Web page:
But Turley, of Project for Older Prisoners, believes California will get the largest return through a systematic release program like the ones he helped implement in Virginia, Maryland, Louisiana, North Carolina and Michigan. Conservatives and liberals embrace that approach, Turley says, because it's based on risk. "We can predict recidivism pretty well," he says. "If California created a Project for Older Prisoners office at a law school, like in other states, it would help remove prisoners that are low risk and high cost. They gain cell space and save dollars. A win-win situation." The state should also look into creating an alternative incarceration program, and look into working with its public health programs and its universities to supply medical care to inmates, Turley adds.

Kidney patient Helen Loheac, in Corona, sees a simple solution for her case: release. She would live out her remaining time in a small room saved for her by the nuns at Crossroads in Claremont, who often reach out to inmates. Sister Terry Dodge has said she would take her in, and Medicare would pay for dialysis.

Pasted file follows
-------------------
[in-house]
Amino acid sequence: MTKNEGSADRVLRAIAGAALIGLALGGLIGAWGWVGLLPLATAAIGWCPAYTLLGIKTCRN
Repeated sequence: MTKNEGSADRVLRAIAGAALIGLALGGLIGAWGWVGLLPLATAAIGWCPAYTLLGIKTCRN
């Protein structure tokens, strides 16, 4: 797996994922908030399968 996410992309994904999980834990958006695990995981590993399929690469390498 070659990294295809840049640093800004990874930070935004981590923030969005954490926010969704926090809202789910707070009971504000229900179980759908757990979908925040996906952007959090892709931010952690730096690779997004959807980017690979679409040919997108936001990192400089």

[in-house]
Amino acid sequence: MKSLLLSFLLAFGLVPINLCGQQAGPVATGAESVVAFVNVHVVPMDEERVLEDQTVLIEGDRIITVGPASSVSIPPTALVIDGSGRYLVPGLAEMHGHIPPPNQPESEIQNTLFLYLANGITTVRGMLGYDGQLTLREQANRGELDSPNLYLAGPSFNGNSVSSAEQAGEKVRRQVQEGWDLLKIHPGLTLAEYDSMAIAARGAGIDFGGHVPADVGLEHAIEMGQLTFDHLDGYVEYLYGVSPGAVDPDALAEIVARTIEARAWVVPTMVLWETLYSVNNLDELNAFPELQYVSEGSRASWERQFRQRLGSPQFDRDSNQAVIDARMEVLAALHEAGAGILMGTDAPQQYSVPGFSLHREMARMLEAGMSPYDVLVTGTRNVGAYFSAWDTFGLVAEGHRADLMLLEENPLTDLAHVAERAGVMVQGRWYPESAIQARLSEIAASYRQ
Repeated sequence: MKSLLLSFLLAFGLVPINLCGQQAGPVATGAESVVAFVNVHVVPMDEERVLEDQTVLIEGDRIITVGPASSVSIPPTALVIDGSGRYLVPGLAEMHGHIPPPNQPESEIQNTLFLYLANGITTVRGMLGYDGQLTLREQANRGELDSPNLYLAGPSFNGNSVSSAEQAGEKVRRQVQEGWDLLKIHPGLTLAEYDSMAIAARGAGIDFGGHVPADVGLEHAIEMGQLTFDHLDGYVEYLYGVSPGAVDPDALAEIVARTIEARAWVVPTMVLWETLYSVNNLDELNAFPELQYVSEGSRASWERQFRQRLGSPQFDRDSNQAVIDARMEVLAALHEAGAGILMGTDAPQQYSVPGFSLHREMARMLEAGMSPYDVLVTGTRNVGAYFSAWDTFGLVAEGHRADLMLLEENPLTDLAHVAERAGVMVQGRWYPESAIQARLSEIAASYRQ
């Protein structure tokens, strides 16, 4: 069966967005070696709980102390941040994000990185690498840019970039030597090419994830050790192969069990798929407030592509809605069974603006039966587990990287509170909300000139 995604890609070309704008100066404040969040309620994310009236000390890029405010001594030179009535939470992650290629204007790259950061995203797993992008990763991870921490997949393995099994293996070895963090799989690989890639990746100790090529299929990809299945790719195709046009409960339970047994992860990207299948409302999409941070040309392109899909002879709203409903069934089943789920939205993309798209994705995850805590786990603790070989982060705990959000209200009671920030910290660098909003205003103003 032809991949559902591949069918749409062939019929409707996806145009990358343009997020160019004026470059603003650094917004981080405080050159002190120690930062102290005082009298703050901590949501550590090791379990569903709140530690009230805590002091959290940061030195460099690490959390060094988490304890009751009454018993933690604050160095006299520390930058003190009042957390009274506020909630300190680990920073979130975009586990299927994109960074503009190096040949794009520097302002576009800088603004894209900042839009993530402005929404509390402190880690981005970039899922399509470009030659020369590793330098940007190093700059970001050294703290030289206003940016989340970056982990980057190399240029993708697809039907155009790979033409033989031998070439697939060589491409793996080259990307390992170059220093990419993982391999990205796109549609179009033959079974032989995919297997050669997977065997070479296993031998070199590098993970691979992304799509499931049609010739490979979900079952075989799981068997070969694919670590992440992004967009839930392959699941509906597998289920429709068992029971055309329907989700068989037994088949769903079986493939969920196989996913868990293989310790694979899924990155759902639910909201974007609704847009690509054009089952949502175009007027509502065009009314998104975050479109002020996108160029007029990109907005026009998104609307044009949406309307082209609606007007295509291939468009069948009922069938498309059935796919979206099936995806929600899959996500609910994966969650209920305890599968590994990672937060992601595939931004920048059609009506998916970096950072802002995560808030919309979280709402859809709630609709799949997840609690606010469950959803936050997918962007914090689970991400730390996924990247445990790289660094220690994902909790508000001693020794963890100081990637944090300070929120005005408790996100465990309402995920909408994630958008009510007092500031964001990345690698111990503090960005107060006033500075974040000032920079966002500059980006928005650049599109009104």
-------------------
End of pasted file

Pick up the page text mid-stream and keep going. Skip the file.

Frank Parker would return to his family in Northern California, as would Claude Hoffman.

The release of many elderly prisoners would shift the financial burden of their health and welfare from the state to the federal government. It would free state funds to not only help balance the budget, but pay for schools, parks and highways.

As with so many matters of public policy, the obvious solution sometimes seems out of reach, bogged down in legitimate disagreements between opposing sides.

Many advocates for the elderly in prison, including state Sen. Romero and The Sentencing Project's King, believe three-strikes reform is the only long-term solution. "We need to look at our sentencing legislation and what's putting those people there to begin with," King says.

The governor's administration disagrees. "There's nothing wrong with the sentencing structure in California," says Tremblay of the state Youth and Adult Correctional Agency. "And we're certainly not emptying out our prisons to balance the budget."